By Arsynic on 1/18/2012 2:03:02 PM , Rating: 2
You missed my point. The thieves took advantage of Walmart because they knew that Walmart would not open a sealed product. Walmart doesn't open sealed products because they don't want to take the hit on having to sell it at a reduced price. It doesn't mean Walmart is bad or that their associates are lazy, but if something appears to be unopened, why take a hit on already razor thin margins and open it.

I'm not sure what side of the issue you think I'm on, but I'm taking an objective look at the problem.

RE: They don't check the contents?
By Solandri on 1/18/2012 2:26:11 PM , Rating: 2
That's why most manufacturers of tech products are sealing their boxes with a tamper-proof sticker. You have to cut or peel off this sticker to open the box, and there's basically no way to get a duplicate to put back on. In contrast, a shrink wrap machine is not that expensive for a fraudster to buy.

If iPad boxes don't have the tamper-proof stickers, that's something Walmart will have to take up with Apple. If they do have them, then this incident is just a failure of Walmart's hiring and training procedures.

By dark matter on 1/19/2012 5:58:24 AM , Rating: 1
If people are missing your point then it's "you" who isn't clear enough not "them".

I'm baffled
By masamasa on 1/18/2012 11:14:26 AM , Rating: 5
How did they manage to "claym" a refund?

By GotThumbs on 1/18/2012 1:46:39 PM , Rating: 2
I worked in an electronics store many years ago and ALL returns were thoroughly inspected to verify all the cables and the condition of the product before a return was processed.

If this story is in fact true...then whomever is responsible for the returns...especially returns amounting to hundreds of dollars....should be tossed.

Whats to say that Walmart, etc. employees aren't involved?

Any high ticket item is normally secured and verified before even being placed back on the shelf.

Dumb dumbs...

By Just Tom on 1/19/2012 8:19:14 AM , Rating: 2
Did you read the article? The stores had policies against opening the boxes. In fact Walmart is going to continue that policy. It is not the fault of whomever handles the returns but a direct result of corporate policy.

By rburnham on 1/19/2012 10:38:34 AM , Rating: 2
Any time I have returned electronics, the employee takes the item out of the box and looks it over. Especially at Walmart, where I returned a Zune that would not hold a charge. They took a good 30 minutes verifying that thing (apparently it was not coming up in their inventory) before finally giving me a refund.

Sounds like these stores that are getting scammed need to step up their return process a little bit.

RE: Lazy
By Aries1470 on 1/19/2012 12:49:13 PM , Rating: 2
You had an OPEN BOX PRODUCT. You can not compare (cr)Apples with Oranges.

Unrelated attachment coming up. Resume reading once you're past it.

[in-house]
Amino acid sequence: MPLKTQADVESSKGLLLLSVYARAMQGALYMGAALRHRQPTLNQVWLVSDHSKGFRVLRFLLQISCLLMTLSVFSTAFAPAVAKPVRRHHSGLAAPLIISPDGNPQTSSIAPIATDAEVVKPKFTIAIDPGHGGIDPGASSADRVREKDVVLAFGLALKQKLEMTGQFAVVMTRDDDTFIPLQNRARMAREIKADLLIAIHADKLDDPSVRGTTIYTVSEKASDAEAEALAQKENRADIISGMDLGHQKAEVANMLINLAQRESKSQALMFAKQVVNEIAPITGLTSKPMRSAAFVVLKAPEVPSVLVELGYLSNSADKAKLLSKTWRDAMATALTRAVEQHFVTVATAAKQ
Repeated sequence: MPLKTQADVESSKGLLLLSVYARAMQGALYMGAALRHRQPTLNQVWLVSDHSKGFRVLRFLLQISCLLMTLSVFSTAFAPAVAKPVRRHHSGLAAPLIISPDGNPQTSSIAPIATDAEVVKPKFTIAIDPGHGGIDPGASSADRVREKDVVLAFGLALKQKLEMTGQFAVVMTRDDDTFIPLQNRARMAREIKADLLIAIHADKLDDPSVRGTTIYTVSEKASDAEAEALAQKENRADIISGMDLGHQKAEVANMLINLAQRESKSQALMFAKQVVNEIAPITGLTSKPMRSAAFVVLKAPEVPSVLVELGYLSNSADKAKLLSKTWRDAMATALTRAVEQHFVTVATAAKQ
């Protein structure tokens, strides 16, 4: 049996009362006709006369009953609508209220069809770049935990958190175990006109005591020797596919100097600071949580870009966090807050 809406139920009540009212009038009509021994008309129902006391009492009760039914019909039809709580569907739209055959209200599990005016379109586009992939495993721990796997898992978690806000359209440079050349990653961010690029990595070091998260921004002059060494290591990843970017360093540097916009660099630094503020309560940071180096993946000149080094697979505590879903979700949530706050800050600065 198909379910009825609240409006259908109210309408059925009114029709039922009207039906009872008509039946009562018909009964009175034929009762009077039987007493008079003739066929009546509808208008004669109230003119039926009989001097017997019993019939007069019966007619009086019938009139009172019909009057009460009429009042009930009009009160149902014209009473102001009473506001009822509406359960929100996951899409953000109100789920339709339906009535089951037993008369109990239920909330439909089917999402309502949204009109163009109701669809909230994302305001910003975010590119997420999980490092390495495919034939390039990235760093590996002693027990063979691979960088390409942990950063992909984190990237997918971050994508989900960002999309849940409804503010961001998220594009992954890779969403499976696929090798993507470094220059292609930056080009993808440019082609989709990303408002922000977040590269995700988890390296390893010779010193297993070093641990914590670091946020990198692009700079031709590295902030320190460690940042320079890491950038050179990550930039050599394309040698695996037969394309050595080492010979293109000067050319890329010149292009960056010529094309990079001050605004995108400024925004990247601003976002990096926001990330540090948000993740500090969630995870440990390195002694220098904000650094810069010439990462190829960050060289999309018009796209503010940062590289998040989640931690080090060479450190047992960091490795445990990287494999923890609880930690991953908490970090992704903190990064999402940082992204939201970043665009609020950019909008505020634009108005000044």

One is an Opened Box (yours) and the other is a "Sealed Box" seemingly untouched and returned for a 'Change of Mind'.

Hope that clears things up for all you that have returned items. You have OPENED the box. They have every reason to inspect the items to make sure.
On a 'seemingly' sealed box, they would normally accept it "AS IS" .

p.s. Not directly directed at you only rburnham but to everyone that posted and mentioned they checked their returned item.

By dark matter on 1/19/2012 5:54:18 AM , Rating: 3
For copying their designs.

By Suntan on 1/18/2012 11:30:41 AM , Rating: 2
local police knew nothing about the clay iPad 2s.

Is this really surprising? What were they expecting:

Reporter - Have you heard anything about people putting clay into ipad boxes and returning them?

Policeman 1 - Yeah... Hold on a second (to policeman across the precinct office) Hey Jimmy, didn't you say you heard about them ipad boxes full a clay?

Policeman 2 - (Jimmy walking over) Yeah, sneaky old Frank-the-Hand was talkin 'bout some boxes of ipads he was boosting and swapping with clay when we brought him in for boxing his Old Lady's ears...


By rburnham on 1/19/2012 10:38:27 AM , Rating: 2
Any time I have returned electronics, the employee takes the item out of the box and looks it over. Especially at Walmart, where I returned a Zune that would not hold a charge. They took a good 30 minutes verifying that thing (apparently it was not coming up in their inventory) before finally giving me a refund.

Sounds like these stores that are getting scammed need to step up their return process a little bit.

no way!
By Argon18 on 1/20/2012 10:02:41 PM , Rating: 2
I bought a block of clay once, and found an iPad in the box instead. Can you believe it? Maybe I can arrange a trade with one of these people?

"If they're going to pirate somebody, we want it to be us rather than somebody else." -- Microsoft Business Group President Jeff Raikes